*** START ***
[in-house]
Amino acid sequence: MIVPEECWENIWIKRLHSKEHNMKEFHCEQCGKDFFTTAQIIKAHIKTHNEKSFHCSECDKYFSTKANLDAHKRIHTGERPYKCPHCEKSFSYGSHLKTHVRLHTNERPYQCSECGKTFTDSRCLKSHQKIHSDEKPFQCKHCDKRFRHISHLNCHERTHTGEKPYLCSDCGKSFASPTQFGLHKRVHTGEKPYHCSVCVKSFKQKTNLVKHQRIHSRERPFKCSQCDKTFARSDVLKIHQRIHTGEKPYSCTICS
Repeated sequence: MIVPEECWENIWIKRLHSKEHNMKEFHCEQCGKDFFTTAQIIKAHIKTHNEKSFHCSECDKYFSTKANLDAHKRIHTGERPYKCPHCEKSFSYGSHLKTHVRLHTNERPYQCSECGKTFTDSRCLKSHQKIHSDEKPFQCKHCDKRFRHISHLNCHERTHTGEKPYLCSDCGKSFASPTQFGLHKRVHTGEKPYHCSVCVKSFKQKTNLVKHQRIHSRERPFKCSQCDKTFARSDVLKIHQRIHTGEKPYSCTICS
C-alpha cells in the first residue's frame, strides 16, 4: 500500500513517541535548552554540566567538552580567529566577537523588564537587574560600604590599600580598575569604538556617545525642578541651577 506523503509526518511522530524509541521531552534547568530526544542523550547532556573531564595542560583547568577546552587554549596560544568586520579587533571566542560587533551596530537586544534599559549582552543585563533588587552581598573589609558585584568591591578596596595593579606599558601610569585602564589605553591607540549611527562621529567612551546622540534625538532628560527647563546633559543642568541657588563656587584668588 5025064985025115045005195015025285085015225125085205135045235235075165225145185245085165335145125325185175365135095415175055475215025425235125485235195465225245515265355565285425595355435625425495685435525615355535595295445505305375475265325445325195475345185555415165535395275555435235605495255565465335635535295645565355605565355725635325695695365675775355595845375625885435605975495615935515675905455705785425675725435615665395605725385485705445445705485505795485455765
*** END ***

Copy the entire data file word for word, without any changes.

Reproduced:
[in-house]
Amino acid sequence: MIVPEECWENIWIKRLHSKEHNMKEFHCEQCGKDFFTTAQIIKAHIKTHNEKSFHCSECDKYFSTKANLDAHKRIHTGERPYKCPHCEKSFSYGSHLKTHVRLHTNERPYQCSECGKTFTDSRCLKSHQKIHSDEKPFQCKHCDKRFRHISHLNCHERTHTGEKPYLCSDCGKSFASPTQFGLHKRVHTGEKPYHCSVCVKSFKQKTNLVKHQRIHSRERPFKCSQCDKTFARSDVLKIHQRIHTGEKPYSCTICS
Repeated sequence: MIVPEECWENIWIKRLHSKEHNMKEFHCEQCGKDFFTTAQIIKAHIKTHNEKSFHCSECDKYFSTKANLDAHKRIHTGERPYKCPHCEKSFSYGSHLKTHVRLHTNERPYQCSECGKTFTDSRCLKSHQKIHSDEKPFQCKHCDKRFRHISHLNCHERTHTGEKPYLCSDCGKSFASPTQFGLHKRVHTGEKPYHCSVCVKSFKQKTNLVKHQRIHSRERPFKCSQCDKTFARSDVLKIHQRIHTGEKPYSCTICS
C-alpha cells in the first residue's frame, strides 16, 4: 500500500513517541535548552554540566567538552580567529566577537523588564537587574560600604590599600580598575569604538556617545525642578541651577 506523503509526518511522530524509541521531552534547568530526544542523550547532556573531564595542560583547568577546552587554549596560544568586520579587533571566542560587533551596530537586544534599559549582552543585563533588587552581598573589609558585584568591591578596596595593579606599558601610569585602564589605553591607540549611527562621529567612551546622540534625538532628560527647563546633559543642568541657588563656587584668588 5025064985025115045005195015025285085015225125085205135045235235075165225145185245085165335145125325185175365135095415175055475215025425235125485235195465225245515265355565285425595355435625425495685435525615355535595295445505305375475265325445325195475345185555415165535395275555435235605495255565465335635535295645565355605565355725635325695695365675775355595845375625885435605975495615935515675905455705785425675725435615665395605725385485705445445705485505795485455765